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 In Finishing

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In motion. Use the torch to char the wood evenly, constantly moving so you don’t burn away too much material in one spot.

Fire and wax together produce a rich black surface.

Fire might not be the first finishing technique that most woodworkers gravitate toward; then again, I am not most woodworkers.

As a blacksmith and toolmaker, I am around fire every day, and when I began burning my hammer handles, I found it to be a simple way to obtain an alluring surface that set my work apart. It is unlike any other finish I have seen, and it really stands out on its own.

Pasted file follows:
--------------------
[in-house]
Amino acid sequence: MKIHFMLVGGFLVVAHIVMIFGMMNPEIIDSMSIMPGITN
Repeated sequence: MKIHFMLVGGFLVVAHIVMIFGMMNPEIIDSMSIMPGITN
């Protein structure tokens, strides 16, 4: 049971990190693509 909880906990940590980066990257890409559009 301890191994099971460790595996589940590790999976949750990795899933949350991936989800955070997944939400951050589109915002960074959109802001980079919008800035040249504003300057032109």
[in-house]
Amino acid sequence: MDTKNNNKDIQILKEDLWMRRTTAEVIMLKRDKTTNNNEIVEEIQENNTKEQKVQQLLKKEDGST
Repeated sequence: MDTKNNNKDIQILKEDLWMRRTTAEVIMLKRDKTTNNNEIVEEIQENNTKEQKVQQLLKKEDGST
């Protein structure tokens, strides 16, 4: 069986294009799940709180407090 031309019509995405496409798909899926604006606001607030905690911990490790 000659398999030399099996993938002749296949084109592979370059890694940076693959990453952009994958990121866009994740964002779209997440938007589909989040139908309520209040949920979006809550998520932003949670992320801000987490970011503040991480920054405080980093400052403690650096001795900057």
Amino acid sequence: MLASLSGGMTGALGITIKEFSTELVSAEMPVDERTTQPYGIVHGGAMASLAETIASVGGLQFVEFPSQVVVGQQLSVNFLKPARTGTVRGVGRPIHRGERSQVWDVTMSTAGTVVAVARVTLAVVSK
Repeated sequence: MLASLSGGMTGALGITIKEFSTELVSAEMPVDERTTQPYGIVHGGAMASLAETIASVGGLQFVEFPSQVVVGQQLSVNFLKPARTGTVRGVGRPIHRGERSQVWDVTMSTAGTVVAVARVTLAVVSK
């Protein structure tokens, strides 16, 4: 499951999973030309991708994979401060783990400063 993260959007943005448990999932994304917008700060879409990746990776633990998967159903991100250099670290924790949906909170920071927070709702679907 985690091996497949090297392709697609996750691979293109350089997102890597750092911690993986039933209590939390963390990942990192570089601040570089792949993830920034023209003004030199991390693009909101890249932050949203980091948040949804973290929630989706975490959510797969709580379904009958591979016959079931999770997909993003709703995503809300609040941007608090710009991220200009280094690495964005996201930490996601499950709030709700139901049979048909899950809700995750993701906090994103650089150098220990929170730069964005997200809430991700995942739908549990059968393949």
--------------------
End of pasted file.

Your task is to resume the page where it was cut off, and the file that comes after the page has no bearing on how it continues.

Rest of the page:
I don’t claim any ownership over this application, because I am sure at some point I saw another blacksmith’s handle done this way. But by now I have done it enough to feel comfortable sharing this technique.

Beyond the charred oak barrels used in distilling spirits and some use of fire finishing in Japanese architecture, I have been hard-pressed to find mainstream examples of burnt wood used as a finishing technique.


 

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